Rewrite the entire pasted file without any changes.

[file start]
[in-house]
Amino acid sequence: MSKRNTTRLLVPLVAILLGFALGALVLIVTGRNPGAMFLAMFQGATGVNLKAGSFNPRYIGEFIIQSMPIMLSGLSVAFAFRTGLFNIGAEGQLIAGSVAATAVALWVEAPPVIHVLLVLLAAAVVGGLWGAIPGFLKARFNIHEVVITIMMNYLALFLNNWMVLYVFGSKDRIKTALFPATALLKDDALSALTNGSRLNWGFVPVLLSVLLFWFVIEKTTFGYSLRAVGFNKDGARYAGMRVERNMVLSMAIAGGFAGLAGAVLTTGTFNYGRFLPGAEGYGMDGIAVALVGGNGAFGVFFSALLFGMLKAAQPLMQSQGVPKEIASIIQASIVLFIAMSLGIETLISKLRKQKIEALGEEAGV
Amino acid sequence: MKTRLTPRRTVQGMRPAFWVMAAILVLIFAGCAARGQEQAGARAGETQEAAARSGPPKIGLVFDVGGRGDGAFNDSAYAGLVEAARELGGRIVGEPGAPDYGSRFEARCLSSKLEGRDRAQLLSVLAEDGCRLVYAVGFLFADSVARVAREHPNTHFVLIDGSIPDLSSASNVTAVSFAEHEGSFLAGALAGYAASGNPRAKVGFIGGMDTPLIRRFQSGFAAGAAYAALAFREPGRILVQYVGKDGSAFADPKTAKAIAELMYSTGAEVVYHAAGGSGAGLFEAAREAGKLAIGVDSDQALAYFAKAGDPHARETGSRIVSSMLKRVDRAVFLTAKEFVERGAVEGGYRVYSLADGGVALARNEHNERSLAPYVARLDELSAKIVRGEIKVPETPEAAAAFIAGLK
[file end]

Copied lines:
[in-house]
Amino acid sequence: MSKRNTTRLLVPLVAILLGFALGALVLIVTGRNPGAMFLAMFQGATGVNLKAGSFNPRYIGEFIIQSMPIMLSGLSVAFAFRTGLFNIGAEGQLIAGSVAATAVALWVEAPPVIHVLLVLLAAAVVGGLWGAIPGFLKARFNIHEVVITIMMNYLALFLNNWMVLYVFGSKDRIKTALFPATALLKDDALSALTNGSRLNWGFVPVLLSVLLFWFVIEKTTFGYSLRAVGFNKDGARYAGMRVERNMVLSMAIAGGFAGLAGAVLTTGTFNYGRFLPGAEGYGMDGIAVALVGGNGAFGVFFSALLFGMLKAAQPLMQSQGVPKEIASIIQASIVLFIAMSLGIETLISKLRKQKIEALGEEAGV
Amino acid sequence: MKTRLTPRRTVQGMRPAFWVMAAILVLIFAGCAARGQEQAGARAGETQEAAARSGPPKIGLVFDVGGRGDGAFNDSAYAGLVEAARELGGRIVGEPGAPDYGSRFEARCLSSKLEGRDRAQLLSVLAEDGCRLVYAVGFLFADSVARVAREHPNTHFVLIDGSIPDLSSASNVTAVSFAEHEGSFLAGALAGYAASGNPRAKVGFIGGMDTPLIRRFQSGFAAGAAYAALAFREPGRILVQYVGKDGSAFADPKTAKAIAELMYSTGAEVVYHAAGGSGAGLFEAAREAGKLAIGVDSDQALAYFAKAGDPHARETGSRIVSSMLKRVDRAVFLTAKEFVERGAVEGGYRVYSLADGGVALARNEHNERSLAPYVARLDELSAKIVRGEIKVPETPEAAAAFIAGLK